How to ask a question

Lawrence Martin offers some advice to the new official opposition.

The New Democrats need reform QP by limiting their questions to 50 words instead of 500. In that way the respondent is put on the spot. He or she can’t cherry pick an exit route. Moreover, valuable QP time is saved, allowing opposition members to pose many more queries. It sounds so obvious but so few opposition members get it. They need spend time in a courtroom watching a lawyer pick apart a defendant in rat-a-tat fashion. They need also do what the courtroom lawyer does; keep repeating the question until they get an answer.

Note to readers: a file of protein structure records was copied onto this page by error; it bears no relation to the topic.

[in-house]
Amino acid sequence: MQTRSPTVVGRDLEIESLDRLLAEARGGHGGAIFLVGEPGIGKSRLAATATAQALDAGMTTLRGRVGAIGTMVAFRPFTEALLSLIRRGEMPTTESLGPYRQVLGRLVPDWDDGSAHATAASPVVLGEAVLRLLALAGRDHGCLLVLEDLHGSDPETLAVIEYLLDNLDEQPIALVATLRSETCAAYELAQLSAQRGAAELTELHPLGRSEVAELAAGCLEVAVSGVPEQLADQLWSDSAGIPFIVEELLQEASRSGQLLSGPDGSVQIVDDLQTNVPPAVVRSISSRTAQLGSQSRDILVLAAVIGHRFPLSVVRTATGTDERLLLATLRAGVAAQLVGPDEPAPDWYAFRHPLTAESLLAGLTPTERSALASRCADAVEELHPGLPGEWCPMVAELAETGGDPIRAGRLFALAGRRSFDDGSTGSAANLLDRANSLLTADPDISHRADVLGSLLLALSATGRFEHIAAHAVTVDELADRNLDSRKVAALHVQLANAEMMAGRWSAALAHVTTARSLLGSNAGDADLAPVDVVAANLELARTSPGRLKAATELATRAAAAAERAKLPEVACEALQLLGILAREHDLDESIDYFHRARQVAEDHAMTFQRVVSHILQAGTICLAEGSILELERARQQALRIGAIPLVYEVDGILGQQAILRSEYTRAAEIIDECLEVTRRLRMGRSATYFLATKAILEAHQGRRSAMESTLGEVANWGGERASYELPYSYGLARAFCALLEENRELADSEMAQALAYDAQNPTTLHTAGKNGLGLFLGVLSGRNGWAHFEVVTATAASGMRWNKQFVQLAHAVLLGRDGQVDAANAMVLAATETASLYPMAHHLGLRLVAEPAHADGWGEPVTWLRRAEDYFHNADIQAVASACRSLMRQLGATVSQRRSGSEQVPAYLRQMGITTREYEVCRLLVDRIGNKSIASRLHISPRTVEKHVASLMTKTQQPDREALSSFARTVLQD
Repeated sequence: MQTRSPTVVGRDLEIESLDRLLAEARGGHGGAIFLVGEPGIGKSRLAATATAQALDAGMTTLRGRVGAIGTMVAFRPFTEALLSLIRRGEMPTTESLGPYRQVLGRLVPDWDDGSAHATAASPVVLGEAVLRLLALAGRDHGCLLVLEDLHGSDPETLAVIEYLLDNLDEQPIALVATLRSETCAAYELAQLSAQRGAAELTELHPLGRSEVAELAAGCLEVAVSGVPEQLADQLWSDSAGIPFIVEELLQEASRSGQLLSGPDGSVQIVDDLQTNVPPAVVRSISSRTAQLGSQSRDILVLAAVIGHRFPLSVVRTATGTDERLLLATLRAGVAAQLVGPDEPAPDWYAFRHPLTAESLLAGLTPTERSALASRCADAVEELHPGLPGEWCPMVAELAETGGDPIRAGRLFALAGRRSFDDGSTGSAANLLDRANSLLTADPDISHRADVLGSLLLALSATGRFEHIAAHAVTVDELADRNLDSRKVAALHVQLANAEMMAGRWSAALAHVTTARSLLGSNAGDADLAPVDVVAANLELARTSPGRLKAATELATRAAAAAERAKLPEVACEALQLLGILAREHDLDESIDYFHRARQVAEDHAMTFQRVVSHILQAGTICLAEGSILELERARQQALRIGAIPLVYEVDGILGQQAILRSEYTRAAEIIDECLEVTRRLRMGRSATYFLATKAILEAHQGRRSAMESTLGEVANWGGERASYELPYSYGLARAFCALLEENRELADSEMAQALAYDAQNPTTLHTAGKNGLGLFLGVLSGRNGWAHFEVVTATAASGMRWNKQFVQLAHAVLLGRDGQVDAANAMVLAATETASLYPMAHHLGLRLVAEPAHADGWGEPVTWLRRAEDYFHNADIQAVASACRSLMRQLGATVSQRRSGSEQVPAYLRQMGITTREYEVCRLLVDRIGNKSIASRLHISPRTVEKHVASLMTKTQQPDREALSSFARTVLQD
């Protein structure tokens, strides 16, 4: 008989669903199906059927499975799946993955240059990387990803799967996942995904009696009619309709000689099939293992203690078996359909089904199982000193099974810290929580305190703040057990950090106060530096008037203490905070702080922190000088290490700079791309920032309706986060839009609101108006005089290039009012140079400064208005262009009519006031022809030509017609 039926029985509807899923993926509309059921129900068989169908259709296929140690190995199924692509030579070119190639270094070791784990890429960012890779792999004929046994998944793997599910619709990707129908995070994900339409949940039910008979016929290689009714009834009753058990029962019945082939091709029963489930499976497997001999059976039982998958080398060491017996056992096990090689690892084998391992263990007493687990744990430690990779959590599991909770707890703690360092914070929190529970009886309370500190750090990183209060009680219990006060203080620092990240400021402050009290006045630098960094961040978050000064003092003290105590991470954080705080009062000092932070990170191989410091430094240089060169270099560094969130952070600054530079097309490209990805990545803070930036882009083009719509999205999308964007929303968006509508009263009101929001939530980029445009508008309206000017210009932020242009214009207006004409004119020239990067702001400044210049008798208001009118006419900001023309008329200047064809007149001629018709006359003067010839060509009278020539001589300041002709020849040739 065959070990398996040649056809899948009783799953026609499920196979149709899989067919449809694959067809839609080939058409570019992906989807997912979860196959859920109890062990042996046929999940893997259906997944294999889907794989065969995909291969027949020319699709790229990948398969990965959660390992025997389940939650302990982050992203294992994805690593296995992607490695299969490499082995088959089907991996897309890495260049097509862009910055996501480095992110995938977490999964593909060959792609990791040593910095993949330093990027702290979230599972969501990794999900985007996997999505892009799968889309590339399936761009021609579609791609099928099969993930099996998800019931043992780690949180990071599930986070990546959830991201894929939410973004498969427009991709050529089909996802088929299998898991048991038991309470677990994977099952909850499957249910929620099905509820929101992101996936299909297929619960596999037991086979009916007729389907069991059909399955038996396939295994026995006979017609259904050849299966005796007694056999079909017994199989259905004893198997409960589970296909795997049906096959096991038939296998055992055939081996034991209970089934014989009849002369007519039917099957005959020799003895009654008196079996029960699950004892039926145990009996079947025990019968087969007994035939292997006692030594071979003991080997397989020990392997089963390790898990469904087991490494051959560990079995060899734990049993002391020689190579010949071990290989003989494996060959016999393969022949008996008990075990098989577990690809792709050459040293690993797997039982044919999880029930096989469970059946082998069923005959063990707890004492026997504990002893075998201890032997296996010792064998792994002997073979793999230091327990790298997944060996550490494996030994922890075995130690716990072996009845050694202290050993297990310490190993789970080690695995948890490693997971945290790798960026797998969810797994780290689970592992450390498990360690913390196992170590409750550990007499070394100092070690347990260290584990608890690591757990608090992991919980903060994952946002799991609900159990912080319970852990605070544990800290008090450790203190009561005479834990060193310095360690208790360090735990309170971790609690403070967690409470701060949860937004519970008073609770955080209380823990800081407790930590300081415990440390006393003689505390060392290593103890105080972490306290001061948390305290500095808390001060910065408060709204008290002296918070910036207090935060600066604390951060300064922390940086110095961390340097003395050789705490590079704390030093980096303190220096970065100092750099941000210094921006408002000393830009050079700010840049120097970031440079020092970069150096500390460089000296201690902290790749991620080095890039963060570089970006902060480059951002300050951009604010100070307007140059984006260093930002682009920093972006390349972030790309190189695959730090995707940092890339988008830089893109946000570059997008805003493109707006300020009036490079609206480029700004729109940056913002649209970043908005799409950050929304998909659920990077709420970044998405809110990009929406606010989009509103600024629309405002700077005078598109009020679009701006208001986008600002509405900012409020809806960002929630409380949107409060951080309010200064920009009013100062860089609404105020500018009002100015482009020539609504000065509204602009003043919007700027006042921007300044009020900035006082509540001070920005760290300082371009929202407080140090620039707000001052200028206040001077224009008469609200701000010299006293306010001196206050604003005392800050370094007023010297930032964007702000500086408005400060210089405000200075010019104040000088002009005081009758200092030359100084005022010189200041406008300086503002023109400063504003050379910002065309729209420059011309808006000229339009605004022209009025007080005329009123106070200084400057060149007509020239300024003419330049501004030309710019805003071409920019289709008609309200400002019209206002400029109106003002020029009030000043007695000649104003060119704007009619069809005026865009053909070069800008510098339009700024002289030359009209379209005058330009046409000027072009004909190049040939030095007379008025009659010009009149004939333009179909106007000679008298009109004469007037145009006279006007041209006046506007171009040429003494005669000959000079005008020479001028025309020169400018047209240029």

The governing members have a huge advantage in QP because they get the last word on every question, which usually means the last putdown. Their bloodied opponents slump back in their chairs. But there is a way for the NDP to alleviate this problem as well. It’s by using the tactic of continuation. The next questioner in their lineup has to be astute enough to discard his or her preset query and pick up, if the occasion warrants it, where the previous interrogator left off. If the issue is important, stay on it until the answer is given.

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